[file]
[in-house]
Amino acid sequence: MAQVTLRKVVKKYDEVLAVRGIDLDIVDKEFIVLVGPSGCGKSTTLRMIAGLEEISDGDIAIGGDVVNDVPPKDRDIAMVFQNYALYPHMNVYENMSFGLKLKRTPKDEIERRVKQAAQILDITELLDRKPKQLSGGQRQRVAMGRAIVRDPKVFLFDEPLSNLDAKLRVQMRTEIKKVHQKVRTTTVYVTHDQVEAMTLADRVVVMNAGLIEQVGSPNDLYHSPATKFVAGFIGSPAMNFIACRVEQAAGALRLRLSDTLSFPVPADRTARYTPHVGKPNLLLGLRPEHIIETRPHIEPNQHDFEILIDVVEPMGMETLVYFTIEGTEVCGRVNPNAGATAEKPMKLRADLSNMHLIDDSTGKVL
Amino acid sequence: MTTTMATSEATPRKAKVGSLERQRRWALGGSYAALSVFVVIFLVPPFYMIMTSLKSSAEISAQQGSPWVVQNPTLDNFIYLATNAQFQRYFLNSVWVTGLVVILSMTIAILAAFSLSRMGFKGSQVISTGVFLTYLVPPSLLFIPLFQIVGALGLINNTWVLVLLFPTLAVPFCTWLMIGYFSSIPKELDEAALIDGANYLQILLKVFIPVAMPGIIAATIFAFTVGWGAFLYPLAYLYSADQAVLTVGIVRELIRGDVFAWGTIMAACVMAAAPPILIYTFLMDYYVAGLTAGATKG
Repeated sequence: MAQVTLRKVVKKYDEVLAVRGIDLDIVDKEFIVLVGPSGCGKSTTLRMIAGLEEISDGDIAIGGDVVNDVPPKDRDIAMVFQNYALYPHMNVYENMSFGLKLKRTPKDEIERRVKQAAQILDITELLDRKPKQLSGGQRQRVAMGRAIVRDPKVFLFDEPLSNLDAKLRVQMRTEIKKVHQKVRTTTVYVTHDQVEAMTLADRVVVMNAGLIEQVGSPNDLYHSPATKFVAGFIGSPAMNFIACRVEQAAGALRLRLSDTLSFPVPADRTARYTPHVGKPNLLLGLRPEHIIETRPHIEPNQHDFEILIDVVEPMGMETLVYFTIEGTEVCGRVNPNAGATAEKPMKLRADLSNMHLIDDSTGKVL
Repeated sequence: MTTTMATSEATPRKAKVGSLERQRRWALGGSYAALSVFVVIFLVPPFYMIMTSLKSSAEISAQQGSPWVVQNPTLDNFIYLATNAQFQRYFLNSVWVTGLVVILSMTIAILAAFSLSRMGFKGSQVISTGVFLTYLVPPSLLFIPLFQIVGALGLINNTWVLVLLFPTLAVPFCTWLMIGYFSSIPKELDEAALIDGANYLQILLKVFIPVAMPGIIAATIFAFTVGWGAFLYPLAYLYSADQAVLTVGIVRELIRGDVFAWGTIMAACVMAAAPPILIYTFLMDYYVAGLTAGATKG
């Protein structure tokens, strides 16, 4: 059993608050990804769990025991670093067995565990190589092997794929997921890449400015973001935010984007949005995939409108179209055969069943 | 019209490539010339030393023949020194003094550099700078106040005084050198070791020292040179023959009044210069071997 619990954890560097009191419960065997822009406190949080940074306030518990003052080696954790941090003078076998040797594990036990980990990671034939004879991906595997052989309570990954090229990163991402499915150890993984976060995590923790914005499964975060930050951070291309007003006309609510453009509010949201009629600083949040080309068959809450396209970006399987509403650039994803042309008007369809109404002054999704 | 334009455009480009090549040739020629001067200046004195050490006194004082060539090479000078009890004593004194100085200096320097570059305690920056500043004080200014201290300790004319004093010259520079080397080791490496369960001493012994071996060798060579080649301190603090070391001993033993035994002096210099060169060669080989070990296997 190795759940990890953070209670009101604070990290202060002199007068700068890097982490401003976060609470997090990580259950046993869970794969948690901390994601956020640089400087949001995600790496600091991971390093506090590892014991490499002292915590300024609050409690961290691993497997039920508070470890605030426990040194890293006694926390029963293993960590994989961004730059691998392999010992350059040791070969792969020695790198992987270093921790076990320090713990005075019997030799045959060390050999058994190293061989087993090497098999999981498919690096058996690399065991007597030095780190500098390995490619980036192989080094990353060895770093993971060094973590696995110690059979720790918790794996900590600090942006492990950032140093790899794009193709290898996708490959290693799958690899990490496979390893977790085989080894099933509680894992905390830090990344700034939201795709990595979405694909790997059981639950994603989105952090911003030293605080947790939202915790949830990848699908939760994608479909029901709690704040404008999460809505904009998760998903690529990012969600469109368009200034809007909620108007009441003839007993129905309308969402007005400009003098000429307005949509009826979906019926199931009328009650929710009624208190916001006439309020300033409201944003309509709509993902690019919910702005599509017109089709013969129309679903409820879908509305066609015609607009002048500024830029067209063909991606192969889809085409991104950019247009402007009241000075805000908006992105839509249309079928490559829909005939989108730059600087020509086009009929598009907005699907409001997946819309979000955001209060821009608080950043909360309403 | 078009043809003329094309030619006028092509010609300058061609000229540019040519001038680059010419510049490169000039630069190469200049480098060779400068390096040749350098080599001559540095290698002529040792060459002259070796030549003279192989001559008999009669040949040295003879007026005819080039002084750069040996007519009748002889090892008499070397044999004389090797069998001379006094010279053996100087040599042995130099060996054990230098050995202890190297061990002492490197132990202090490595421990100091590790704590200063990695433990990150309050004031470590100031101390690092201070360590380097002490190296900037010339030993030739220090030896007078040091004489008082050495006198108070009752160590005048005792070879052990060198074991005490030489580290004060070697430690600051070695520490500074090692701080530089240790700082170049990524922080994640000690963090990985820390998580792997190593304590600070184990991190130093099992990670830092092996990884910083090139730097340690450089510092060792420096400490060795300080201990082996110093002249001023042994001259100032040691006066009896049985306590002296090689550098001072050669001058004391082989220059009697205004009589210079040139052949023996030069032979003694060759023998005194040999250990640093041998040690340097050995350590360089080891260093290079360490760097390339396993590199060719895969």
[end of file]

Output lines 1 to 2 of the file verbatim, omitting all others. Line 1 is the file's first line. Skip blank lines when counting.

[in-house]
Amino acid sequence: MAQVTLRKVVKKYDEVLAVRGIDLDIVDKEFIVLVGPSGCGKSTTLRMIAGLEEISDGDIAIGGDVVNDVPPKDRDIAMVFQNYALYPHMNVYENMSFGLKLKRTPKDEIERRVKQAAQILDITELLDRKPKQLSGGQRQRVAMGRAIVRDPKVFLFDEPLSNLDAKLRVQMRTEIKKVHQKVRTTTVYVTHDQVEAMTLADRVVVMNAGLIEQVGSPNDLYHSPATKFVAGFIGSPAMNFIACRVEQAAGALRLRLSDTLSFPVPADRTARYTPHVGKPNLLLGLRPEHIIETRPHIEPNQHDFEILIDVVEPMGMETLVYFTIEGTEVCGRVNPNAGATAEKPMKLRADLSNMHLIDDSTGKVL